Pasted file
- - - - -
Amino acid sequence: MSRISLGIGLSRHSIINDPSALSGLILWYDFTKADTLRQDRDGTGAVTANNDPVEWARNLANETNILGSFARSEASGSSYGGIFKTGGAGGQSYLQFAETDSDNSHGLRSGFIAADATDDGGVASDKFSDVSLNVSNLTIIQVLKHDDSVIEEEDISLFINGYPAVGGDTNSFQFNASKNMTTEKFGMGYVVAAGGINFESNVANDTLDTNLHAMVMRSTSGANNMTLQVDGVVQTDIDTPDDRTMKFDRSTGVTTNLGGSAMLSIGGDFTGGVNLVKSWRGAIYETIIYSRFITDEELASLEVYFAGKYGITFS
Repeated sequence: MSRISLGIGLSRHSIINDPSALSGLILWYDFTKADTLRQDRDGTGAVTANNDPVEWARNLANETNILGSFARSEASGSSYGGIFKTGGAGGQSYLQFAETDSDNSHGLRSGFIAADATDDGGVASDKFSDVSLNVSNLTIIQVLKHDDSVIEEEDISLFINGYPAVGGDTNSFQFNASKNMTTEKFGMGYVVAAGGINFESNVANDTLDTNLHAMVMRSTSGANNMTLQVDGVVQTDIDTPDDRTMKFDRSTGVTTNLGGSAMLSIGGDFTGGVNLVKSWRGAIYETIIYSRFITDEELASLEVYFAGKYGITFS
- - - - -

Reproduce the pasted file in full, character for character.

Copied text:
Amino acid sequence: MSRISLGIGLSRHSIINDPSALSGLILWYDFTKADTLRQDRDGTGAVTANNDPVEWARNLANETNILGSFARSEASGSSYGGIFKTGGAGGQSYLQFAETDSDNSHGLRSGFIAADATDDGGVASDKFSDVSLNVSNLTIIQVLKHDDSVIEEEDISLFINGYPAVGGDTNSFQFNASKNMTTEKFGMGYVVAAGGINFESNVANDTLDTNLHAMVMRSTSGANNMTLQVDGVVQTDIDTPDDRTMKFDRSTGVTTNLGGSAMLSIGGDFTGGVNLVKSWRGAIYETIIYSRFITDEELASLEVYFAGKYGITFS
Repeated sequence: MSRISLGIGLSRHSIINDPSALSGLILWYDFTKADTLRQDRDGTGAVTANNDPVEWARNLANETNILGSFARSEASGSSYGGIFKTGGAGGQSYLQFAETDSDNSHGLRSGFIAADATDDGGVASDKFSDVSLNVSNLTIIQVLKHDDSVIEEEDISLFINGYPAVGGDTNSFQFNASKNMTTEKFGMGYVVAAGGINFESNVANDTLDTNLHAMVMRSTSGANNMTLQVDGVVQTDIDTPDDRTMKFDRSTGVTTNLGGSAMLSIGGDFTGGVNLVKSWRGAIYETIIYSRFITDEELASLEVYFAGKYGITFS